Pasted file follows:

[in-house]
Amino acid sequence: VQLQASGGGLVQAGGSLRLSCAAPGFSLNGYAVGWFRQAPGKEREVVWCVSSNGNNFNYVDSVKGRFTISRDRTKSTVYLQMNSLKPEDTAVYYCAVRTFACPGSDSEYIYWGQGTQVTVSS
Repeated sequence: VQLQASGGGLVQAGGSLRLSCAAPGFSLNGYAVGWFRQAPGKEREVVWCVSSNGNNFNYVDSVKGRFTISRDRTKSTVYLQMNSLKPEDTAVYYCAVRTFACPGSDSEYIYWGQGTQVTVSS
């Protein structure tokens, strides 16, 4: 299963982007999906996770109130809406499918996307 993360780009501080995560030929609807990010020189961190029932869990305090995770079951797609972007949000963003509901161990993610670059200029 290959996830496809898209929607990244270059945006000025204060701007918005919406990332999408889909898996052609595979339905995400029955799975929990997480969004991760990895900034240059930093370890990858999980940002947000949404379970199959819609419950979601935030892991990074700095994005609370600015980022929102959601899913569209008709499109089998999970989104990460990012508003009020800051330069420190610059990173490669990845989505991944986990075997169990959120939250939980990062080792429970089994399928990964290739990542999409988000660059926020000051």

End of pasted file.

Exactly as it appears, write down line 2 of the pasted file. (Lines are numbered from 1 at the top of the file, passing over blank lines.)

Amino acid sequence: VQLQASGGGLVQAGGSLRLSCAAPGFSLNGYAVGWFRQAPGKEREVVWCVSSNGNNFNYVDSVKGRFTISRDRTKSTVYLQMNSLKPEDTAVYYCAVRTFACPGSDSEYIYWGQGTQVTVSS